Sophia Romma, a talented Russian Jewish poet, playwright and academic, divides her time between New York and Moscow and has been critically acclaimed in both world capitals.
But in an interview, the 33-year-old Romma, whose new drama, “Absolute Clarity,” is at the Players Theater on MacDougal Street until Feb. 25, said the seemingly glamorous life of a peripatetic immigrant writer is in reality “extremely dislocating.” She said that the immigrant “is an altered soul who never really belongs. You lose your roots, but you never become fully American.”
When she is in Moscow, Romma faces intermittent harassment from local police, she says, who stop her on the streets to ask for documents because of her Semitic appearance. In multi-ethnic New York, by contrast, she feels free and unencumbered, but is often depressed by what she calls “the frigid isolation of this city. I often feel that I can slip through the cracks in New York City in a second. So it turns out I don’t fit anywhere.”
Romma’s four previous plays focused on the alienating quality of immigrant life as experienced by disparate groups, including Russian Jews, Latinos and gypsies. Her latest play, though, seeks to lay claim to the soul of New York. It is an enjoyable absurdist romp through the downtown New York cultural and artistic scene, featuring a highly neurotic, native-born American teenage heroine and a cast of characters personifying a stew of New York ethnicities. Romma has a wonderful ear for language, accent and expression of cultural distinctiveness. And she wrote all of the jazzy, hip-hop music in the play, which is itself a tour de force.
Romma, a slight, curly-haired woman with an easy informality, was born in Moscow as Sophia Murashkovsky and immigrated with her parents to New York in 1979 at the age of 6. Her mother, a microbiologist, and father an engineer, worked as a cleaning lady and taxi driver respectively, eventually moving to Port Washington, L.I., and opening a deli in Great Neck.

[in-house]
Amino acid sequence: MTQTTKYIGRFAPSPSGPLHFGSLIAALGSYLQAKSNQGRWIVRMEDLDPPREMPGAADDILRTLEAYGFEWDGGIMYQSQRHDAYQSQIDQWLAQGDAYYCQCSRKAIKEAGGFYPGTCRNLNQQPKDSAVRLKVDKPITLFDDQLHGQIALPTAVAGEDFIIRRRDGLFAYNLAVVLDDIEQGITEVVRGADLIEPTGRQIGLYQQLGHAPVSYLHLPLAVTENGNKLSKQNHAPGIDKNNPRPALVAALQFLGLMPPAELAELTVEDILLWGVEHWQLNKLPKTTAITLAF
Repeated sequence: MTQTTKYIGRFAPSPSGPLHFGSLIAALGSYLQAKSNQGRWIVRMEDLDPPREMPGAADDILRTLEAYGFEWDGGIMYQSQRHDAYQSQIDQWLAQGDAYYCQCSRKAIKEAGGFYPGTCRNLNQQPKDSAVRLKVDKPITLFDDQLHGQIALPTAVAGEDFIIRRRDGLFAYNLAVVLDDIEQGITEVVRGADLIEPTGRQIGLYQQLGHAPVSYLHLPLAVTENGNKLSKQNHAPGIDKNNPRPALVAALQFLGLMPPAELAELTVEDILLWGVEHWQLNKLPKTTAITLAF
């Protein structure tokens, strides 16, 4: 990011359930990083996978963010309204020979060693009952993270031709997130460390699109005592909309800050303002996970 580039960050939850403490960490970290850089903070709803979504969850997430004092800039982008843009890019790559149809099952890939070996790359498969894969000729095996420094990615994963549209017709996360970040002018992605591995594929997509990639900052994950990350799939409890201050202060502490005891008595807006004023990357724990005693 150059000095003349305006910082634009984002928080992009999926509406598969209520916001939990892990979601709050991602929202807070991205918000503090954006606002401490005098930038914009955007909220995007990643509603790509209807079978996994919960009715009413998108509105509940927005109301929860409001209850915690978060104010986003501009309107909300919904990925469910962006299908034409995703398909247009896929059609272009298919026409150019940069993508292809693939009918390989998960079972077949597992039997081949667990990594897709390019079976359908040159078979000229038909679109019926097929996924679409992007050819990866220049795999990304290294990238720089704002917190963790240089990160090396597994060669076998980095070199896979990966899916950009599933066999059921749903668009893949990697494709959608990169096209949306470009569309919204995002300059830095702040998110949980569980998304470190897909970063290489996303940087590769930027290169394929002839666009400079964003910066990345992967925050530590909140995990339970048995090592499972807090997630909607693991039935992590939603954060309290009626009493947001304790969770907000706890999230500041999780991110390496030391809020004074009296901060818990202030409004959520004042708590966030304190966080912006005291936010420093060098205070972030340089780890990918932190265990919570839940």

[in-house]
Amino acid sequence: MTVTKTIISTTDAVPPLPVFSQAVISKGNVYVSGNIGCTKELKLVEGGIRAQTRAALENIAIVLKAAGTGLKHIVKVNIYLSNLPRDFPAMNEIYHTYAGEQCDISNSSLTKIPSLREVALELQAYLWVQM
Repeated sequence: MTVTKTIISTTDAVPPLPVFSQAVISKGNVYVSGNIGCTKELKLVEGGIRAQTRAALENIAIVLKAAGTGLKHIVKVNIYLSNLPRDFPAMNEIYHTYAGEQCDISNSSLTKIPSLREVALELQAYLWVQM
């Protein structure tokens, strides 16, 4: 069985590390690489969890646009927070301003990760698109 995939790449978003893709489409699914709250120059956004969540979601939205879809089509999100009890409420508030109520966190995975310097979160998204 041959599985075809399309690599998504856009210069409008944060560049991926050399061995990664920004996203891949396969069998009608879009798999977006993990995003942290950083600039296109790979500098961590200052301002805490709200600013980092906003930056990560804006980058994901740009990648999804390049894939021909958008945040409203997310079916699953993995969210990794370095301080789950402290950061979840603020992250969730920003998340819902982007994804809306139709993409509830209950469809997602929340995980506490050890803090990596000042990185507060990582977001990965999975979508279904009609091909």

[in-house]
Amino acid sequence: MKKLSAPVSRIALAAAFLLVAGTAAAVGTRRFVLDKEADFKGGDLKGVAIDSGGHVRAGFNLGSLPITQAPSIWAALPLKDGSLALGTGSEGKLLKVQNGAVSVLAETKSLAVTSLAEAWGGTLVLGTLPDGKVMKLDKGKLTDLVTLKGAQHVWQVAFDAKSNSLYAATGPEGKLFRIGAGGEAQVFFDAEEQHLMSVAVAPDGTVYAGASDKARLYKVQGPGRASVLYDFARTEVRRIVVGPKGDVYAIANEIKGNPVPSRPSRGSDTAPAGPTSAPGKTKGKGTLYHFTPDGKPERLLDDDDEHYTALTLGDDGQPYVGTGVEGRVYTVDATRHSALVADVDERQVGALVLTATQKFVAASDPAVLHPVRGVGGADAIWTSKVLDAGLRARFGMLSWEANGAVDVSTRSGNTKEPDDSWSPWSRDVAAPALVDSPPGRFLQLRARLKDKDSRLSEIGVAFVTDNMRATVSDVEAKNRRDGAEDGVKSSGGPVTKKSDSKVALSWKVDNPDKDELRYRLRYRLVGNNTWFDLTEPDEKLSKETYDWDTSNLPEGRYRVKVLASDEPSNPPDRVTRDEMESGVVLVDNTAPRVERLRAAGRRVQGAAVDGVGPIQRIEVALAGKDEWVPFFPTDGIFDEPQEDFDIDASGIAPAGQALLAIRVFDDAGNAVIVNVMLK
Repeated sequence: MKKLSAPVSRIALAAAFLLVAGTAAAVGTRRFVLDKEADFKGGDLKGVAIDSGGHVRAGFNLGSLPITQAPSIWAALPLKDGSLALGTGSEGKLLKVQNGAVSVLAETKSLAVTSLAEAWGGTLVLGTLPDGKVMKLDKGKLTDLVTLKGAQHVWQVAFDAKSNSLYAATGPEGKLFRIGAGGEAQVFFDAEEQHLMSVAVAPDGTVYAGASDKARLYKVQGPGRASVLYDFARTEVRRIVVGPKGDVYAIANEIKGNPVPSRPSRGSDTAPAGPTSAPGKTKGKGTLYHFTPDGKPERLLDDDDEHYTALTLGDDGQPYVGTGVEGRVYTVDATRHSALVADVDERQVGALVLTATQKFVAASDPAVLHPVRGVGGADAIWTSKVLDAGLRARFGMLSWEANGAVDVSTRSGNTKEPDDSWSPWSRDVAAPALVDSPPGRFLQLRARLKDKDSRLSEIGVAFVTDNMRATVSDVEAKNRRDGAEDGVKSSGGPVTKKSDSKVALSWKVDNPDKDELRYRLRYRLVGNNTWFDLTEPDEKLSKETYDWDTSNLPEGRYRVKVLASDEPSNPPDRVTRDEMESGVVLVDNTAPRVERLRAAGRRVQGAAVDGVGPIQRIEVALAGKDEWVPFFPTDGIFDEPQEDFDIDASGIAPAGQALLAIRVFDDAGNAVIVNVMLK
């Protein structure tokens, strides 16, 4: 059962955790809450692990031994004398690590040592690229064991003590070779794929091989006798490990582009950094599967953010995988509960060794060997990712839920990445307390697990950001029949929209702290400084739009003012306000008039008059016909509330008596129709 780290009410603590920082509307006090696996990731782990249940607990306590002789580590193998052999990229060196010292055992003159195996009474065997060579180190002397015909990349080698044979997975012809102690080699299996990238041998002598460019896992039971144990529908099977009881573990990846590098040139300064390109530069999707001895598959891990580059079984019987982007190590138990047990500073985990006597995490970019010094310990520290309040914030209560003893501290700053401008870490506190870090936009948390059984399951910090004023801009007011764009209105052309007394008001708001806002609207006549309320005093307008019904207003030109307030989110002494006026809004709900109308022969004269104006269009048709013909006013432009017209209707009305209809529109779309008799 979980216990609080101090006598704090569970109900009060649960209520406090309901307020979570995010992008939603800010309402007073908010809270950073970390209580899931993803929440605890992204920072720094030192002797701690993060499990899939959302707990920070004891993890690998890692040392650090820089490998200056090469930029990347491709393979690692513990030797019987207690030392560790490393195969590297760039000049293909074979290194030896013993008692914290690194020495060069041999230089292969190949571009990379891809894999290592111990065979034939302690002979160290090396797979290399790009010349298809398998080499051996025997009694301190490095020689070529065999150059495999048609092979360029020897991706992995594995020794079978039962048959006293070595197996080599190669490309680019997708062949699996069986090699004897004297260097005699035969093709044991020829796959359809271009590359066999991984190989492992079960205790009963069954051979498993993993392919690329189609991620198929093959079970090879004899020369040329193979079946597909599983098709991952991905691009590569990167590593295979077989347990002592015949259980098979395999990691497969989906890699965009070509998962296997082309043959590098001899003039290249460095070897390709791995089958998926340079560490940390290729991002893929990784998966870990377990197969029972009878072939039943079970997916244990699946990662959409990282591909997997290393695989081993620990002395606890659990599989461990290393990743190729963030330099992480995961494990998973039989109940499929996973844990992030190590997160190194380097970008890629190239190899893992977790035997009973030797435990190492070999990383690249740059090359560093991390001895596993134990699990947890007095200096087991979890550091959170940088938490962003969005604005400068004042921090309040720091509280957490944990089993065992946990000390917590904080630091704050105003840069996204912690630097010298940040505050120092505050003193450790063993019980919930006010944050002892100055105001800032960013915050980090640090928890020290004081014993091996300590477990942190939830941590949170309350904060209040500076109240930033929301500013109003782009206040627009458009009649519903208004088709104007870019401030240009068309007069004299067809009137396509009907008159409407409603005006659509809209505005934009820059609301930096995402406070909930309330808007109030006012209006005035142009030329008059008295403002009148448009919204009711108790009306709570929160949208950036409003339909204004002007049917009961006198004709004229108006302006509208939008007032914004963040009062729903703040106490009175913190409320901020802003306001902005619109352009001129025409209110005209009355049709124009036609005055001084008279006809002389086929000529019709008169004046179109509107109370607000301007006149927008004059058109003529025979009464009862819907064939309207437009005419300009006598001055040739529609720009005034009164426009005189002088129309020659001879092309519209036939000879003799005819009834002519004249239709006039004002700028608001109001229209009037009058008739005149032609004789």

Romma was largely raised by her grandmother, who made sure she spoke fluent Russian and read the Russian classics. A younger sister, Anastasia, died four years ago at the age of 19, and her life and tragic death are a major motif of Romma’s poetry, which she began writing when she was 12.
After graduating from Port Washington High School, Romma won a scholarship to NYU’s Tisch School of the Arts Dramatic Writing program, going on to earn a master’s in fine arts. A professor turned her on to the famed La MaMa Theater, which has produced three of her plays. She is also the screenwriter of the film “Poor Liza,” a love story set in 19th-century Russia which was directed by Slava Tsukerman, another Russian-Jewish expatriate who made the memorably psychedelic and brainy film, “Liquid Sky,” back in the 1980’s. The English-language film, which starred Ben Gazzara and Lee Grant and was filmed in Moscow, was hailed in Russia and won first prize in the St. Petersburg Film Festival, but never found a way into commercial release in the U.S.
A single mother with a 5-year-old child, Romma pays the bills by teaching American literature at Touro College and running a screenwriting workshop at the Frederick Douglass Creative Arts Center.
When in Moscow, she maintains a close involvement in the Gorki Literary Institute, from which she recently received a doctorate. Romma is turned off by the glitzy, nouveau riche mentality overtaking Moscow but said she appreciates the remaining Russian intelligentsia, and that “you can just drop in on people spontaneously, although it’s a good idea to bring a honey cake along.”
Romma said she uses the names “Murashkovsky” and “Romma” interchangeably in authoring her plays, and asserted that she is “very proud” of her Jewish identity, “never forgetting that my family left Moscow because of anti-Semitism” and that she still experiences such treatment in cities like Paris and Prague. “It turns out there are a lot of places in the world where Jews aren’t very beloved,” she said.
For all of her artistic success, Romma describes herself as “poor as a church mouse, which is a serious concern because of my child. What I would like to do now is to figure out a way to make a living doing what I love to do.”
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